Let's start with a simple example: a storm. Due to differences between a high pressure area and a low pressure area, air tends to flow from high pressure to low pressure areas. This is called wind. If the difference big, then the wind blows faster, resulting in a storm. It's not that Nature has a "tendency" to even out difference, or to strive for equilibrium, but that it just so happens that a state "far from equilibrium" doesn't last long.

Take a more complex storm: a hurricane. A hurricane is not only a giant storm, it also behaves almost like an organism, or an entity unto itself, because it feeds on its environment, it grows above warm sea water until it reaches its largest magnitude, then spends itself by doing its "work" of destruction, until it dies out above land, because it is cut off from its energy sources.

And here's the catch: its not that the origin of hurricanes goes against the Second Law of Thermodynamics—which predicts, loosely speaking, that order tends to disappear— but that a hurricane is Nature's way of balancing out this gradient more efficiently! All in the service of entropy. Water flows through your kitchen sink more swiftly when it turns as a tornado. We are examples of evolved complexity, but the heat we generate nullifies any decrease in entropy, so at the end of the day—or the universe, for that matter—entropy will increase, as the Second Law predicts.

Evolution as a whole represents a decrease in entropy (or an increase in order). But at what cost? This can be quantified and it turns out that the increase in entropy caused by the Earth's radiation of heat coming from the light of the Sun is many times larger than the decrease in entropy caused by evolution as a whole (see for this technical discussion: Myers, 2008; Styer, 2008; Klauber, 2009).

Klauber concludes:

The entropy decreases involved in evolution, by any estimate, remain many orders of magnitude less than the total entropy gain of the universe, the total Earth entropy throughput, and importantly, the net planetary entropy decrease from day/night temperature differences. This trumps the creationist argument... that claims science is somehow internally inconsistent with regard to evolution.

Now that creationism gets mentioned, Myers quotes the creationist writer Morris:

Remember this tendency from order to disorder applies to all real processes. Real processes include, of course, biological and geological processes, as well as chemical and physical processes. The interesting question is: “How does a real biological process, which goes from order to disorder, result in evolution, which goes from disorder to order?” Perhaps the evolutionist can ultimately find an answer to this question, but he at least should not ignore it, as most evolutionists do.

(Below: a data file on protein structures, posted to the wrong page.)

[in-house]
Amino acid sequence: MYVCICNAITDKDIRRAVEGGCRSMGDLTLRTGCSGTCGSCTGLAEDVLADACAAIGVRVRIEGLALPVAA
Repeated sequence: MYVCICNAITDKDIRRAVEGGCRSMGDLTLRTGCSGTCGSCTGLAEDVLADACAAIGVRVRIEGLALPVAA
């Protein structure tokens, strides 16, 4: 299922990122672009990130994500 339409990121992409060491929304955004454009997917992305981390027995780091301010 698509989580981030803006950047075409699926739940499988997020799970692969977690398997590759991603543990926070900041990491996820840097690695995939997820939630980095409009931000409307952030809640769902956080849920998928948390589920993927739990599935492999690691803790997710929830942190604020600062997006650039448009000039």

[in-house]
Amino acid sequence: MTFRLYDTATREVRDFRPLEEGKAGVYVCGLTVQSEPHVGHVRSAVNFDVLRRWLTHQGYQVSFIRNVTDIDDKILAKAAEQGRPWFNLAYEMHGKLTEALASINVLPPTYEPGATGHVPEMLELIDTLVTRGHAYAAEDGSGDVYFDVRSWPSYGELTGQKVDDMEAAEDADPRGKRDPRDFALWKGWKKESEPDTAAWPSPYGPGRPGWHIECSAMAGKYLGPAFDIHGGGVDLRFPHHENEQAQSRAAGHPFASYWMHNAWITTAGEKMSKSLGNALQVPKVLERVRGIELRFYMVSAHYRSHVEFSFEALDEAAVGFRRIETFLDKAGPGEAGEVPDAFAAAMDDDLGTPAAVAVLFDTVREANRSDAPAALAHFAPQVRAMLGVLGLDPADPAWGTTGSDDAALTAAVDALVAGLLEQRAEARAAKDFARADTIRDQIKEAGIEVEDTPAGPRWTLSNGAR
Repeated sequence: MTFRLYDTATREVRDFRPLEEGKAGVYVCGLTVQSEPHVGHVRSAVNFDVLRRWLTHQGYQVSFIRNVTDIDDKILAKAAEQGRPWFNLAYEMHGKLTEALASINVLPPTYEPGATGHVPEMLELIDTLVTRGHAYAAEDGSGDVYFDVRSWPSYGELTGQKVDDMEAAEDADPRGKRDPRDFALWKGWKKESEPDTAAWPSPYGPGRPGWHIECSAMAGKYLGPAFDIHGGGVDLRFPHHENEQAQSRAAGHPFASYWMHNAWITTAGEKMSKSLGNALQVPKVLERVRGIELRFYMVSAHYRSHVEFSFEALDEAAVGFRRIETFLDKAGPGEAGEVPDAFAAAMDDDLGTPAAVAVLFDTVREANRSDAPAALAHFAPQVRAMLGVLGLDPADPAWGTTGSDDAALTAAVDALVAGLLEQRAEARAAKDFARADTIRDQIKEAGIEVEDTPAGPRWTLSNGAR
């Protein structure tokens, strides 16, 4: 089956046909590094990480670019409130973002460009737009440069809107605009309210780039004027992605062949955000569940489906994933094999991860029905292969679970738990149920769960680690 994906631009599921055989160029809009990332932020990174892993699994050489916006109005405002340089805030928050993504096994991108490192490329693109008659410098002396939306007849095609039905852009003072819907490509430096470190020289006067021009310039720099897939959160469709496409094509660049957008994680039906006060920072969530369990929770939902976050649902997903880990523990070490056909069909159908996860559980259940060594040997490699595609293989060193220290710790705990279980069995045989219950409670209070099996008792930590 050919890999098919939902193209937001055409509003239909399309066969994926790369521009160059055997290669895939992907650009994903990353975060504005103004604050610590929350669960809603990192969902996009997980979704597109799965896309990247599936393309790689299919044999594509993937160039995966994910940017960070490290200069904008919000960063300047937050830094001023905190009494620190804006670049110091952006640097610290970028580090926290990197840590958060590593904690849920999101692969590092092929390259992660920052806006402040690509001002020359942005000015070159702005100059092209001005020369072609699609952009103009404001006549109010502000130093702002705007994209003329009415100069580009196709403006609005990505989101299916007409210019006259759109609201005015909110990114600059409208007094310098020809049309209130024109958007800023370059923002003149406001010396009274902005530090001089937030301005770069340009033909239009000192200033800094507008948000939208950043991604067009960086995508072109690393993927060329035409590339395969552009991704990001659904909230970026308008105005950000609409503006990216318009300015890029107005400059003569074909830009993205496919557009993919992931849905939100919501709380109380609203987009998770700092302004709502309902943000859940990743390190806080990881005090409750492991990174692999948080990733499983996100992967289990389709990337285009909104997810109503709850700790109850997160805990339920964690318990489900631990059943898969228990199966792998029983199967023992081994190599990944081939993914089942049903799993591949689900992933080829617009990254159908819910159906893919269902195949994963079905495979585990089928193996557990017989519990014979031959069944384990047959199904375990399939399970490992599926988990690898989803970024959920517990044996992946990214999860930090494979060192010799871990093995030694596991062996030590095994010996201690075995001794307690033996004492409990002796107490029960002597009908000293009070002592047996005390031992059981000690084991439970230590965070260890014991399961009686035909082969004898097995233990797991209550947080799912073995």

Especially is such a question vital, when we are thinking of evolution as a growth process on the grand scale from atom to Adam and from particle to people. This represents in absolutely gigantic increase in order and complexity, and is clearly out of place altogether in the context of the Second Law."

"From atom to Adam". "From dirt to Divinity". Wilber just echoes discredited creationist lines of reasoning.

Why is nobody from the integral world taking Wilber to task for flying high above the details of science? Is the Integral Research Center so focused on subjective and intersubjective science that this (inter)objective science is seen as irrelevant? I haven't detected any substantial interest in Wilber's scientific credibility in the Integral Conferences I have attended in 2010, 1013 (online) and 2014, and am afraid future conferences will be no different. The integral conference visitors and speakers simply lack the expertise or the interest to deal with these scientific problems.

In such a situation, Ken Wilber can get away with anything.

“We are going to die, and that makes us the lucky ones... We privileged few, who won the lottery of birth against all odds, how dare we whine at our inevitable return to that prior state from which the vast majority have never stirred?”
— Richard Dawkins
Unweaving the Rainbow (1998)


[1] See for example this random choice:

[2] "How many different ways can you put a pack of cards in order?",

[3] Ali Binazir, "What are the chances of your coming into being",


Klauber, R.D., Evolution and Earths Entropy, Am. J. Phys. 77(9), 773-774 (2009)

Morris, H., "Evolution, Thermodynamics, and Entropy",

Myers, P.Z., "Entropy and evolution",

Styer, D.F., (2008), Entropy and evolution. Am J Phys 76(11):1031-1033.